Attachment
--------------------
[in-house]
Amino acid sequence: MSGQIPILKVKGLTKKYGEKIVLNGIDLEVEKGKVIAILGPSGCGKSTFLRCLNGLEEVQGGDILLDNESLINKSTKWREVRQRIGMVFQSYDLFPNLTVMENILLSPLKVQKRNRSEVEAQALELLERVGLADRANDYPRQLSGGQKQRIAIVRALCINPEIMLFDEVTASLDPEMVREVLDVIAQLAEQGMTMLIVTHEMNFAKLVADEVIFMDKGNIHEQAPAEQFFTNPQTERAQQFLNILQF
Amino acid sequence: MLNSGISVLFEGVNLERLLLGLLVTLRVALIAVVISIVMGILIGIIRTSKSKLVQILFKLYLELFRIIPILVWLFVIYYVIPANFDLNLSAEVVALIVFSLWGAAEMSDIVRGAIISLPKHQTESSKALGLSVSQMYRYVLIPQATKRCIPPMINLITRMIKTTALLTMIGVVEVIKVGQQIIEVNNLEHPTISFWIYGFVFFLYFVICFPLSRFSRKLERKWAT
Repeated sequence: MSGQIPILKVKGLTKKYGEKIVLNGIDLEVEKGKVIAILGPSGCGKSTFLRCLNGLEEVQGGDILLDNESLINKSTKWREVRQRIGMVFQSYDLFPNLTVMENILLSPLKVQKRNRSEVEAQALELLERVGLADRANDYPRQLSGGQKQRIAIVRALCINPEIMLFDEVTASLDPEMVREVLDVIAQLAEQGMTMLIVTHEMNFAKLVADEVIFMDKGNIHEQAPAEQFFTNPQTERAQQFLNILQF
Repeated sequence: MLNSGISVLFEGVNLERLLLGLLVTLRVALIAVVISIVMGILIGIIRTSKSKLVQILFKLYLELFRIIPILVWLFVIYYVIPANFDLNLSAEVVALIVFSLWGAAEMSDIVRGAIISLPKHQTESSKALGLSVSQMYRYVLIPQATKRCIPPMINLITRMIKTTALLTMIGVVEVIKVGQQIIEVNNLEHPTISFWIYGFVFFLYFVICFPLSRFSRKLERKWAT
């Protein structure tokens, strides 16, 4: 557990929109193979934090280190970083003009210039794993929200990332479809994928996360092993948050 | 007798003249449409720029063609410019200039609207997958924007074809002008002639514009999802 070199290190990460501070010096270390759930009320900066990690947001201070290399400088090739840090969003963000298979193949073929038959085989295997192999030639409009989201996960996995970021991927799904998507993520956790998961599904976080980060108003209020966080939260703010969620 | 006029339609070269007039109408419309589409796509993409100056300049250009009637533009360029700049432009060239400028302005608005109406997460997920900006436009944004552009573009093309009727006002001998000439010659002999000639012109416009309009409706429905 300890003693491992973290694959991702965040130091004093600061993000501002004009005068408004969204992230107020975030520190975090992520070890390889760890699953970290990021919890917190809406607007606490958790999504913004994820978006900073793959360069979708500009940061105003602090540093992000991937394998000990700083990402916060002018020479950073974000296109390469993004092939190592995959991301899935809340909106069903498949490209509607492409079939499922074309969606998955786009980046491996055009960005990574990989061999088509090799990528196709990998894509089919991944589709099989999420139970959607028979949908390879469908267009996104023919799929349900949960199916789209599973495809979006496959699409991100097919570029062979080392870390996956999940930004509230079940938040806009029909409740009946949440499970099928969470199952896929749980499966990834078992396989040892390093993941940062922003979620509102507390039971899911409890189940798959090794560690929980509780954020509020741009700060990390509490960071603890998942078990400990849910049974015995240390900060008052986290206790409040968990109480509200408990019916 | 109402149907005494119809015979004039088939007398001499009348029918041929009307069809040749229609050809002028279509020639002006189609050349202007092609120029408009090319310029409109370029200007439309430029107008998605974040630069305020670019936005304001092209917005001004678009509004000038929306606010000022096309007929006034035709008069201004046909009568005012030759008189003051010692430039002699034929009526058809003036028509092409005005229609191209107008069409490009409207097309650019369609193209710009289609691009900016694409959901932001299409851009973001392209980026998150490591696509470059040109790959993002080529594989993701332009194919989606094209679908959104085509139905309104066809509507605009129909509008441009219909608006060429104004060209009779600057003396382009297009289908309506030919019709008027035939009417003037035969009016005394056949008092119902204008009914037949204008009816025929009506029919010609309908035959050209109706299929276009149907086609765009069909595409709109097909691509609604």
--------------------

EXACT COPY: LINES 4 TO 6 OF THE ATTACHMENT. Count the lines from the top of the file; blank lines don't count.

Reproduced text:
Repeated sequence: MSGQIPILKVKGLTKKYGEKIVLNGIDLEVEKGKVIAILGPSGCGKSTFLRCLNGLEEVQGGDILLDNESLINKSTKWREVRQRIGMVFQSYDLFPNLTVMENILLSPLKVQKRNRSEVEAQALELLERVGLADRANDYPRQLSGGQKQRIAIVRALCINPEIMLFDEVTASLDPEMVREVLDVIAQLAEQGMTMLIVTHEMNFAKLVADEVIFMDKGNIHEQAPAEQFFTNPQTERAQQFLNILQF
Repeated sequence: MLNSGISVLFEGVNLERLLLGLLVTLRVALIAVVISIVMGILIGIIRTSKSKLVQILFKLYLELFRIIPILVWLFVIYYVIPANFDLNLSAEVVALIVFSLWGAAEMSDIVRGAIISLPKHQTESSKALGLSVSQMYRYVLIPQATKRCIPPMINLITRMIKTTALLTMIGVVEVIKVGQQIIEVNNLEHPTISFWIYGFVFFLYFVICFPLSRFSRKLERKWAT
């Protein structure tokens, strides 16, 4: 557990929109193979934090280190970083003009210039794993929200990332479809994928996360092993948050 | 007798003249449409720029063609410019200039609207997958924007074809002008002639514009999802 070199290190990460501070010096270390759930009320900066990690947001201070290399400088090739840090969003963000298979193949073929038959085989295997192999030639409009989201996960996995970021991927799904998507993520956790998961599904976080980060108003209020966080939260703010969620 | 006029339609070269007039109408419309589409796509993409100056300049250009009637533009360029700049432009060239400028302005608005109406997460997920900006436009944004552009573009093309009727006002001998000439010659002999000639012109416009309009409706429905 300890003693491992973290694959991702965040130091004093600061993000501002004009005068408004969204992230107020975030520190975090992520070890390889760890699953970290990021919890917190809406607007606490958790999504913004994820978006900073793959360069979708500009940061105003602090540093992000991937394998000990700083990402916060002018020479950073974000296109390469993004092939190592995959991301899935809340909106069903498949490209509607492409079939499922074309969606998955786009980046491996055009960005990574990989061999088509090799990528196709990998894509089919991944589709099989999420139970959607028979949908390879469908267009996104023919799929349900949960199916789209599973495809979006496959699409991100097919570029062979080392870390996956999940930004509230079940938040806009029909409740009946949440499970099928969470199952896929749980499966990834078992396989040892390093993941940062922003979620509102507390039971899911409890189940798959090794560690929980509780954020509020741009700060990390509490960071603890998942078990400990849910049974015995240390900060008052986290206790409040968990109480509200408990019916 | 109402149907005494119809015979004039088939007398001499009348029918041929009307069809040749229609050809002028279509020639002006189609050349202007092609120029408009090319310029409109370029200007439309430029107008998605974040630069305020670019936005304001092209917005001004678009509004000038929306606010000022096309007929006034035709008069201004046909009568005012030759008189003051010692430039002699034929009526058809003036028509092409005005229609191209107008069409490009409207097309650019369609193209710009289609691009900016694409959901932001299409851009973001392209980026998150490591696509470059040109790959993002080529594989993701332009194919989606094209679908959104085509139905309104066809509507605009129909509008441009219909608006060429104004060209009779600057003396382009297009289908309506030919019709008027035939009417003037035969009016005394056949008092119902204008009914037949204008009816025929009506029919010609309908035959050209109706299929276009149907086609765009069909595409709109097909691509609604």